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rutba house

October 31st, 2003 by isaac · 4 Comments

So i few weeks ago i wrote about my intentional Christian community here in Durham and said that soon i will explain our name: Rutba House. Well, here is the explanation. This piece appeared in our recent newsletter.

Our house is called Rutba because of the hospitality Leah and Jonathan received in a town by that name while in Iraq with Christian Peacemaker Teams (CPT) during Operation Iraqi Freedom. Leaving Iraq through the western desert, their caravan lost one car. When they turned back to find it, their search led them to Rutba. The car had wrecked close to the town and some passers-by had taken the injured team members to town. When the injured arrived, they were greeted by the town’s doctor: “Three days ago your country bombed our hospital,” he said. “But we will take care of you. Christian or Muslim, Iraqi or American—we take care of everyone.” That he did, saving at least two of the team members’ lives. When Leah and Jonathan asked the doctor what they owed him for his wonderful care he calmly replied, “You don’t owe us anything. Please just tell the world what has happened in Rutba.”

What happened in Rutba was a tragic result of the violence of our time. But what happened in Rutba was also radical hospitality—the kind that Jesus taught his disciples when he said to “give to whoever asks.” That’s the kind of house we want to be.

So why you? Why tell you about Rutba House? For one, it’s good news to us—the kind of news that you want to share with people you know… or anyone who’ll listen. More than that, however, it’s something that we’d like to invite you into. Discipleship is the name that Christians give to the adventure of following Jesus into his kingdom. We’d like to share with you the thoughts we have when we stop to catch our breath. If you’d like to receive them, send us a note at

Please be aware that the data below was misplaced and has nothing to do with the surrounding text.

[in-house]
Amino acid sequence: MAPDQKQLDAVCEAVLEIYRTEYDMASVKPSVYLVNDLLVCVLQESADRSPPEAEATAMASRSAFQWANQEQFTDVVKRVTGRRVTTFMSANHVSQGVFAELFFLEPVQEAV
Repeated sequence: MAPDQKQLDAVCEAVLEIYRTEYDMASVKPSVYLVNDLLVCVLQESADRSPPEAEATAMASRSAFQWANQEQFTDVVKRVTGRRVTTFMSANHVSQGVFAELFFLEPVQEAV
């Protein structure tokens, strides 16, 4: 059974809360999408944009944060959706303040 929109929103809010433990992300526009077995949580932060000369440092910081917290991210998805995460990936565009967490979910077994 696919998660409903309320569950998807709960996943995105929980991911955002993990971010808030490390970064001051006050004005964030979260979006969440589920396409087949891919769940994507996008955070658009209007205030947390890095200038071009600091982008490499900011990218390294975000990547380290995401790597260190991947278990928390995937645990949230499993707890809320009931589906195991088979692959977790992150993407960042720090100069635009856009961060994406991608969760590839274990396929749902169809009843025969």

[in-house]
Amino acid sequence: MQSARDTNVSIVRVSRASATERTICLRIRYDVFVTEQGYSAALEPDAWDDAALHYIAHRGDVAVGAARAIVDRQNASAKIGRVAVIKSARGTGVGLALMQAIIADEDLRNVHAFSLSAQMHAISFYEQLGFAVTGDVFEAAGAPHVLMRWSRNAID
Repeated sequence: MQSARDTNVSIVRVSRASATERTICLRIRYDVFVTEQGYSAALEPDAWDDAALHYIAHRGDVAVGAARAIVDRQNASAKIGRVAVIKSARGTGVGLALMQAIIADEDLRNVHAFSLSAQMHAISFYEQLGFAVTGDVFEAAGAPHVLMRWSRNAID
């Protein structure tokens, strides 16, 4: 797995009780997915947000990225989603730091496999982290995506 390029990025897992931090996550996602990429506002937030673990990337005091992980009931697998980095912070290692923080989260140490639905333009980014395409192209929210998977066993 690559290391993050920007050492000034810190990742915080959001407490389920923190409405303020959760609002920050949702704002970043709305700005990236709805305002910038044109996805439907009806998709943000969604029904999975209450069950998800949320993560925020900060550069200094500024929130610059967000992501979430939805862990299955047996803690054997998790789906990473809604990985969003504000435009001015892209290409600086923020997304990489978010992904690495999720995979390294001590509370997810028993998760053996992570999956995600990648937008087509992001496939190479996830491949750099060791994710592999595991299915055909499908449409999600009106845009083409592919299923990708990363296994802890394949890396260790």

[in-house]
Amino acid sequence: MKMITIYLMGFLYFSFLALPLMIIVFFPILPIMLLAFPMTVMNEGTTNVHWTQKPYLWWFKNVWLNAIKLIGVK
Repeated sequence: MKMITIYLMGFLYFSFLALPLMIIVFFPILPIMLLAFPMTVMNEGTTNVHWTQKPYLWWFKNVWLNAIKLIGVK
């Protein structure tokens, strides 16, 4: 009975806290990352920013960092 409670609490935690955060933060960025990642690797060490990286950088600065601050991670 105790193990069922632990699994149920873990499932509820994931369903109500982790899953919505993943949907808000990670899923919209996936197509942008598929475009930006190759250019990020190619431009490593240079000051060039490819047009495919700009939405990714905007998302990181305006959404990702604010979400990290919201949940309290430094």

UPDATE : 9.20.05
You can get an outsider’s perspective on the Rutba House from this year-old article: News & Observer . I wrote something with a Mikael Broadway, professor of theology and ethics at Shaw Divinity School, about the New Monasticism conference we at the Rutba House put together last year. The piece just appeared in volume 31, issue 4 of Radix Magazine. You can also check out the feature article Rob Moll wrote for the September issue of Christianity Today: New Monasticism. For more information about Christian communities exploring a New Monasticism, check out the “official” website Here. Also, there is a book that I worked on that outlines what this new monasticism is all about: School(s) for Conversion: 12 Marks of a New Monasticism (order it from Cascade or Amazon ). If you want a short review of the book, check out this link to Sojourners Magazine. You can also read an excerpt from the book Here .

Tags: life

4 responses so far ↓

  • 1 Carla Sanow // Feb 7, 2008 at 8:12 am

    Reading Shane Claiborne’s book, saw and heard him in Atlanta and myself along with alot of other Christian friends desire to be different in our work for the Kingdom. I read about you in the book and very interested in you.

  • 2 Back! « zoecarnate // Dec 3, 2008 at 9:02 pm

    [...] Fuller on John Dominic Crossan, Englewood Review of Books and their Christmas Book Giveaway, the Rutba House, and – oh yes – an update on the ROM [...]

  • 3 2008 New Friars Forum Overview « Word Made Flesh // May 11, 2009 at 12:59 pm

    [...] Among the more notable “new monastic” communities were the Simple Way (Shane Claiborne) and the Rutba House (Jonathan Wilson-Hartgrove). You may remember seeing the book, “School(s) for Conversion: 12 [...]

  • 4 A Rusty Swords Piece on Dietrich Bonhoeffer, Finkenwalde and the Usefulness of the Psalms « bonhoefferblog // Jan 27, 2010 at 11:22 am

    [...] is helping me figure out some spiritual practices for us at the Rutba house . I figure his work would be a great place to learn how to do this intentional Christian community [...]